2020 OPEN ENROLLMENT ENDS (most states)

Time: D H M S

Idaho: *Preliminary* avg. 2020 ACA rate changes: 7.0% increase

This just in from the Idaho Insurance Dept:

Individual Medical Plans

The Department of Insurance received preliminary 2020 health plan information from insurance carriers on June 1 and began reviewing the proposed plan documents and rates for compliance with Idaho and federal regulations. The Department of Insurance does not have the authority to set or establish insurance rates, but it does have the authority to deem rate increases submitted by insurance companies as reasonable or unreasonable. After the review and negotiation process, the carriers submit their final rate 2020 increase information. The public is invited to provide comments on the rate changes. Please send any comments to Idaho Department of Insurance.

A key driver of increases is generally the level of health claims paid compared to the premium collected. The table below shows the level of claims paid and premium collected by each insurance company for ACA-compliant health benefit plans during 2018. In addition to claims paid, the premium needs to cover the company’s administrative costs, insurance fees, and taxes. Those costs generally consume around 20% of the premium. Larger rate increases may be needed when the prior year’s premium is not sufficient to pay for health claims and administrative costs and fees. With its rate increase submission, each insurance company submits a consumer-oriented explanation of the increase, which is available by clicking on the name of the insurance company in the table below.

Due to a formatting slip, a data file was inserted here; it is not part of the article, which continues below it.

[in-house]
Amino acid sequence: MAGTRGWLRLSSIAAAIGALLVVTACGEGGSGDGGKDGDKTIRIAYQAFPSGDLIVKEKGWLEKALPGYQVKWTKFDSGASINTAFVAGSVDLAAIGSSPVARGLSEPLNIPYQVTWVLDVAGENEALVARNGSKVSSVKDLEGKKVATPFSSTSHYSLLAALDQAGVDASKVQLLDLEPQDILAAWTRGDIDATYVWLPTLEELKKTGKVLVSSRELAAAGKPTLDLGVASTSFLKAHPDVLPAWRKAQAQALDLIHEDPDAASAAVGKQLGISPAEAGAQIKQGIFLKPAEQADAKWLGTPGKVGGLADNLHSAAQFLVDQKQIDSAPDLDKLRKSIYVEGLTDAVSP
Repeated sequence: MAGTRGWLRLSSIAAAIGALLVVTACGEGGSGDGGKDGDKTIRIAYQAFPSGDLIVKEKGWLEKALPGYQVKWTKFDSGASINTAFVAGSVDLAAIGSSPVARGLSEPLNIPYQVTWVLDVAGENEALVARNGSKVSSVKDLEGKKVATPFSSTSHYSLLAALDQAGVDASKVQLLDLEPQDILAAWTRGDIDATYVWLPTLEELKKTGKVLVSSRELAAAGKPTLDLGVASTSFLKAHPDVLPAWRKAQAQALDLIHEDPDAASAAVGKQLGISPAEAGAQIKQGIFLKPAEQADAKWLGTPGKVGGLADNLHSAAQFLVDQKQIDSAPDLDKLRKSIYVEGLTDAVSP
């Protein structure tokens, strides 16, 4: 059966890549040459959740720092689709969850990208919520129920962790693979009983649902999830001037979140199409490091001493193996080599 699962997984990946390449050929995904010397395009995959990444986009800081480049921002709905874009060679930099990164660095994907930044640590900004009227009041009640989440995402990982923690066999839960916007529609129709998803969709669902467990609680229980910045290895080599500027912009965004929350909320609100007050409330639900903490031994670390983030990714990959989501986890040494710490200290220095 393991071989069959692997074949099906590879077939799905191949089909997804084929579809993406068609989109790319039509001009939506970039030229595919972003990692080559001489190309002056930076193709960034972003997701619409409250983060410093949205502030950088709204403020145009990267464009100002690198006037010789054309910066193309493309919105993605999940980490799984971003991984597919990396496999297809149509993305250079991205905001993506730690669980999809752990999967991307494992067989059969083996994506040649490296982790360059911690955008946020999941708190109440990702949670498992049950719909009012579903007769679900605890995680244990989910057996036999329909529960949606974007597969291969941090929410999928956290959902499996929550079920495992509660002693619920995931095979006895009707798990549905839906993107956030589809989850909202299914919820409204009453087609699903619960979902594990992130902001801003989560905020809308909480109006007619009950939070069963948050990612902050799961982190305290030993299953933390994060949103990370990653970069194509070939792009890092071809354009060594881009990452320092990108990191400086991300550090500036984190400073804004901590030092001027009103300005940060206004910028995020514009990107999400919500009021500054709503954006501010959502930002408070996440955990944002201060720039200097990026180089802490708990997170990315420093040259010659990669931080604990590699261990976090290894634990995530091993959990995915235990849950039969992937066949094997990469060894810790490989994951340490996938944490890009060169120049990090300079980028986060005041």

Each health benefit plan has an associated “metal level” of Bronze, Silver, Gold, or Catastrophic and offers, at a minimum, Idaho's Essential Health Benefits package. The metal level is assigned based on the policyholder's "cost-sharing," which includes any deductibles, coinsurances, copays, and out-of-pocket maximums. A Silver plan usually will have lower cost-sharing than a Bronze plan, and a Gold plan will usually have lower cost-sharing than a Silver plan. However a Gold plan usually has a higher monthly premium than a Silver plan, and a Silver plan usually has a higher monthly premium than a Bronze plan. Policyholders are able to choose which metal level and which plan within that metal level best works for them.

Idaho's DOI does a nice job of breaking out the rate h ikes by metal level, and the addition of the prior years' premiums/claims is a nice touch. Unfortunately, while they do include links to the filing summaries, one of them is missing (Regence BlueShield), and the one for Blue Cross doesn't give a hard enrollment number, making it difficult to plug in the relative market share for each carrier. For now I'm using the 2018 enrollment numbers for these two in the hope that their enrollment numbers stayed relatively stable (Idaho's exchange enrollment was virtually unchanged year over year, for instance).

Doing it this way I come up with a weighted average increase of 7.15%, which is pretty close to the 7.0% claimed by the Idaho Insurance Dept., so I'm comfortable with my estimates:

Here's the Small Group market...I'm not bothering trying to break that by carrier market share: